The Maserati Bora represented was Maserati's attempt to join the brigade of mid-engine sports cars. After the well-bred 3500, Maserati introduced a series of ultra-conventional GTs that, except for the Giugiaro-styled Ghibli in 1966, failed to ignite much passion. By 1970, the hottest exoticars were mid-engined, a movement Maserati finally joined in 1971.
This was another Giugiaro work, one Road & Track called “strikingly handsome, clean and slightly brutal-looking.” It employed an all-steel unibody and a longitudinal drivetrain mounted to a bolted on subframe. Separated from the two-seat cabin by double-pane rear glass and an upholstered cover was another tamed Maserati racing engine: a 310-hp quad-cam 4.7-liter V-8. It drove the rear wheels through a five-speed ZF transaxle as used in Ford’s GT40 endurance racers. In 1975, Maserati substituted its 4.9-liter 320-hp V-8 to compensate for power losses on emissions-regulated American models. This engine was standardized for Europe in 1976.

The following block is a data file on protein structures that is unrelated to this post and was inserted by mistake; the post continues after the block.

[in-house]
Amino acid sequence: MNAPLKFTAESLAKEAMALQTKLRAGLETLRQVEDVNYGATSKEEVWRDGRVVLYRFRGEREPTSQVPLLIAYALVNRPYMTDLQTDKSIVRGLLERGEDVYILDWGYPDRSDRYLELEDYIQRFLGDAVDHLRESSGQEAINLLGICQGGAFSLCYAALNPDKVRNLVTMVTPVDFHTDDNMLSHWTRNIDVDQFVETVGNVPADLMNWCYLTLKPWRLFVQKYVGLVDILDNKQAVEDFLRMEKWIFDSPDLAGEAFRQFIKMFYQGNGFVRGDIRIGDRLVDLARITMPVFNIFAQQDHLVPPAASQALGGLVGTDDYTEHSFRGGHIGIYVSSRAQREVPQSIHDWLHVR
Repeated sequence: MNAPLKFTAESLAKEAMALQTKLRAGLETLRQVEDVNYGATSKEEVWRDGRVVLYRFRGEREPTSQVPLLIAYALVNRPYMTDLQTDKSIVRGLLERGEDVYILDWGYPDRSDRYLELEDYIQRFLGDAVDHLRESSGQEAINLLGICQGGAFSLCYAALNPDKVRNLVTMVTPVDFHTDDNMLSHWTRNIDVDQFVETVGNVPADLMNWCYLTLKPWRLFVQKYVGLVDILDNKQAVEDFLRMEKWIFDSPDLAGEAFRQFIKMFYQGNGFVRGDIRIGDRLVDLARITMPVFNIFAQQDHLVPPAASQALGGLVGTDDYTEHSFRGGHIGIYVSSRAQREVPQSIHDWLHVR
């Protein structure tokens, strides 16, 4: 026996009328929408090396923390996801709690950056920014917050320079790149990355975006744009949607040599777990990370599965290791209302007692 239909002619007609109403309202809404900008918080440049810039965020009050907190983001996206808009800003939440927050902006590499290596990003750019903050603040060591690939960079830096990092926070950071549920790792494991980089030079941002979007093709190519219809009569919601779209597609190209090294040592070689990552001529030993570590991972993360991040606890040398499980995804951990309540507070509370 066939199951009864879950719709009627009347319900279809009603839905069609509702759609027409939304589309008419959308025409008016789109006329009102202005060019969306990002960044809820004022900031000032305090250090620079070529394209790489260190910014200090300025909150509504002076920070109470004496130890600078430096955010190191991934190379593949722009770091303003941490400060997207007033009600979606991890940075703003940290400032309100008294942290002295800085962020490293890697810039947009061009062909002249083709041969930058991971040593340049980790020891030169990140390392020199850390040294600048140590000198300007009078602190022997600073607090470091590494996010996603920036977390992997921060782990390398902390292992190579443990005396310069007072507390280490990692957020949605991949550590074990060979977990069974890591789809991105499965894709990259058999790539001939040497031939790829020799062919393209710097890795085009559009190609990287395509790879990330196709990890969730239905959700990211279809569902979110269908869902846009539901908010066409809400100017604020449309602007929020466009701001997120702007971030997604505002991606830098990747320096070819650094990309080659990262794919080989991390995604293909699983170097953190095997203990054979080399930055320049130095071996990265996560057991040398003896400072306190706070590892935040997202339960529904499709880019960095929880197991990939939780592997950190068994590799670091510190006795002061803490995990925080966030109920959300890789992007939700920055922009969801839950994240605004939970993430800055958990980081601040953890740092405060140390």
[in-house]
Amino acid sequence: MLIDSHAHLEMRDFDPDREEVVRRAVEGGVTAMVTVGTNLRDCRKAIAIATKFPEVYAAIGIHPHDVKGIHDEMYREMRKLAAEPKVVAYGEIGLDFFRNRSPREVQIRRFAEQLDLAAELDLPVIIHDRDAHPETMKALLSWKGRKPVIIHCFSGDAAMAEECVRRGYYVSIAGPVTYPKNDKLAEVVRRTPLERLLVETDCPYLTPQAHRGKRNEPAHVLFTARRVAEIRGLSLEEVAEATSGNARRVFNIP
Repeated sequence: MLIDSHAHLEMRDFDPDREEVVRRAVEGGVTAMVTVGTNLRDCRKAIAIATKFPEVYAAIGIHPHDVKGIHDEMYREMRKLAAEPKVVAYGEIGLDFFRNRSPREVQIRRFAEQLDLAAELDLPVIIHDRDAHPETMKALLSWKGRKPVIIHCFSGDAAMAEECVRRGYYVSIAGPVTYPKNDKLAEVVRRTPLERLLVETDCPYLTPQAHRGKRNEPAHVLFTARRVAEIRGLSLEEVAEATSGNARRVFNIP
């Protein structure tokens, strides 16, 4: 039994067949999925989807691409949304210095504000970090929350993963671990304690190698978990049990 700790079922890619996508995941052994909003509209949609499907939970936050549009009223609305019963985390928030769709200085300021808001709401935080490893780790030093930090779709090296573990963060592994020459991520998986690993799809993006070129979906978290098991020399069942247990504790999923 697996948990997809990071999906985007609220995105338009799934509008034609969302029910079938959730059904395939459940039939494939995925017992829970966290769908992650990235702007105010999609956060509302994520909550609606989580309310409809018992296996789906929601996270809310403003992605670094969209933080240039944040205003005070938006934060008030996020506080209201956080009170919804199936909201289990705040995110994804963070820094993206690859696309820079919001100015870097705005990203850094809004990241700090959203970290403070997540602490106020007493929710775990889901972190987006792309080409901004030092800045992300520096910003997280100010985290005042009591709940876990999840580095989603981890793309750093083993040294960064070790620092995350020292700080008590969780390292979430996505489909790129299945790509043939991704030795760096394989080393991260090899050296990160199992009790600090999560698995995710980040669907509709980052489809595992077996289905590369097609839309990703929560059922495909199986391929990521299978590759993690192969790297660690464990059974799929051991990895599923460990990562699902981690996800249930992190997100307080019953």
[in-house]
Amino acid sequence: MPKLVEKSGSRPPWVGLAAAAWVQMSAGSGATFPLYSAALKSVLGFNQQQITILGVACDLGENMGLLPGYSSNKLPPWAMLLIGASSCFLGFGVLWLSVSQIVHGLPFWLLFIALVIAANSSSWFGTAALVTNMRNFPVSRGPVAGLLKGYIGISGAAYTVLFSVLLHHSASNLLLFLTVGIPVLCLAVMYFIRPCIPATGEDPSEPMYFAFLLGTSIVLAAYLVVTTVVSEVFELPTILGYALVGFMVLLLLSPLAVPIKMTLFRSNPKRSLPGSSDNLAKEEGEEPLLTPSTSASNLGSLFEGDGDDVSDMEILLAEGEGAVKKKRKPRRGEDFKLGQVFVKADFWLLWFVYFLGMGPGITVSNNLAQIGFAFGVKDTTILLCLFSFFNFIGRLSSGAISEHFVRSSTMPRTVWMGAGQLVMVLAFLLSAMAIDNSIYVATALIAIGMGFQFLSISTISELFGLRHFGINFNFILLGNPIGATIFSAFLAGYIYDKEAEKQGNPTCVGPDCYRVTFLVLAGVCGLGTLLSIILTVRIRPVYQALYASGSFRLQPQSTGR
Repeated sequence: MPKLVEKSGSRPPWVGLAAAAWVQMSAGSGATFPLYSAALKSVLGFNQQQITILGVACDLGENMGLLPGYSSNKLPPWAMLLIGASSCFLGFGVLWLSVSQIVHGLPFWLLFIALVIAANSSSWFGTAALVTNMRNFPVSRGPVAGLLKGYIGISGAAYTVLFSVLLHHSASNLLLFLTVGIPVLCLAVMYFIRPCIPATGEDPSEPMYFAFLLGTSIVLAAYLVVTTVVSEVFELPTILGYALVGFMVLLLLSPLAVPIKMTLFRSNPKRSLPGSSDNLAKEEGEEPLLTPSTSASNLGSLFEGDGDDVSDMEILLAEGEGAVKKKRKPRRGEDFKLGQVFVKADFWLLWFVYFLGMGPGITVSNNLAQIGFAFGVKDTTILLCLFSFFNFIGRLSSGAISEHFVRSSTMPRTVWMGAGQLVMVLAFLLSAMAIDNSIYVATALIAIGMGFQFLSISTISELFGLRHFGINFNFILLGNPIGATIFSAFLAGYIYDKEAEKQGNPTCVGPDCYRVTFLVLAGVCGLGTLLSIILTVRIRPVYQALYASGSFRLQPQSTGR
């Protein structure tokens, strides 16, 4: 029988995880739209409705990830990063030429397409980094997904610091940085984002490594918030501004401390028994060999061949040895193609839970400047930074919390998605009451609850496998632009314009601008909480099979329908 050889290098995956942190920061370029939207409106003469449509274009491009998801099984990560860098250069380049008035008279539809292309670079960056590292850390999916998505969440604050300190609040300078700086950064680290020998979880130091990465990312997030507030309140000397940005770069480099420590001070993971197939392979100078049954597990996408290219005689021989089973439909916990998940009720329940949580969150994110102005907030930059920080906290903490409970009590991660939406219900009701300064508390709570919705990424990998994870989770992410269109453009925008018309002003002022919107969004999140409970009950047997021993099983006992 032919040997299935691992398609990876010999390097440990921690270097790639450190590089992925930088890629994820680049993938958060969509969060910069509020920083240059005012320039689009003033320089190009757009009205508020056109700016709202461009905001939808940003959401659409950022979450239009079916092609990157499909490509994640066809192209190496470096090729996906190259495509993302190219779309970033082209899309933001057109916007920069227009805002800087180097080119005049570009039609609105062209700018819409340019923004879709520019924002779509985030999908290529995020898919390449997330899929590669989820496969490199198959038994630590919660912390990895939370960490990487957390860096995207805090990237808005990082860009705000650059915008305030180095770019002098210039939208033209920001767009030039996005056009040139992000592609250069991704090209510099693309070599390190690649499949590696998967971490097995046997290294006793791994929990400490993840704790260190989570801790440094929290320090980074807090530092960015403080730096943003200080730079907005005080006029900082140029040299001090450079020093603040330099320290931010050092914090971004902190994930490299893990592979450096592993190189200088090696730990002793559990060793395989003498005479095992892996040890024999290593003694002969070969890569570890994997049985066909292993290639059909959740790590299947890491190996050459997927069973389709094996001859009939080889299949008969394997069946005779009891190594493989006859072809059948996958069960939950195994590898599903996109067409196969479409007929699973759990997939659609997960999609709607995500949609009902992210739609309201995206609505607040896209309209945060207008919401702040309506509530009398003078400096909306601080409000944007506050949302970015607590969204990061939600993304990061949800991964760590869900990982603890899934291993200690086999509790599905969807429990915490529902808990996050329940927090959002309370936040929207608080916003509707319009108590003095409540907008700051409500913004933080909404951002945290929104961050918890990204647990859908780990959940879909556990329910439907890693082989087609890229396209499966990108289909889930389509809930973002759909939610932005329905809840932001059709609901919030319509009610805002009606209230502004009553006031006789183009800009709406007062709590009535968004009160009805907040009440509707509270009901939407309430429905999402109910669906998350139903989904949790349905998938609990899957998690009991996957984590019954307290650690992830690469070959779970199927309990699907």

Suspension was independent coil all-round, steering was manual rack-and-pinion. Citroën had taken over Maserati in the mid-1960s and its presence showed in Bora’s all-wheel disc-brake system, which was actuated by the French company’s unique high-pressure hydraulics.
The Bora used a conventional brake pedal rather than Citroën’s mushroom-shaped button, but enjoyed the same “no-travel” action. All pedals were adjustable for reach -- a first for any production car -- and with the standard tilt/telescope steering wheel, air conditioning, and power windows, Bora was more accommodating than most Latin supercars.
The rear body section of the Maserati Bora lifted to reveal a racing-derived quad-cam V-8. This 1973 model has the 4.7-liter version; later models used a 4.9.
Around town it could feel heavy and the engine, spitting and hacking at low revs, didn’t seem to promise much, what with the modest 5500-rpm redline. But the Bora came alive in the hands of a smart, fast driver. Third gear was good for 118 mph and the communicative steering and well-sorted suspension made it, in R&T’s opinion, “one of the best-handling cars money can buy.”
From 1972 through ’83, Maserati sold a version of this car called the Merak witha V-6 engine that allowed for +2 rear seats. After Citroën sold out to Alejandro deTomaso in the mid-1970s, deTomaso kept both cars alive, but no improved versions were developed, leaving the Bora as the pinnacle of Maserati’s roadgoing performance.To learn more about Maserati and other sports cars, see:
- How Sports Cars Work
- Sports Cars of the 1970s
- Sports Cars of the 1980s
- New Sports Car Reviews
- Used Sports Car Reviews
- Muscle Cars
- How Ferrari Works
- How the Ford Mustang Works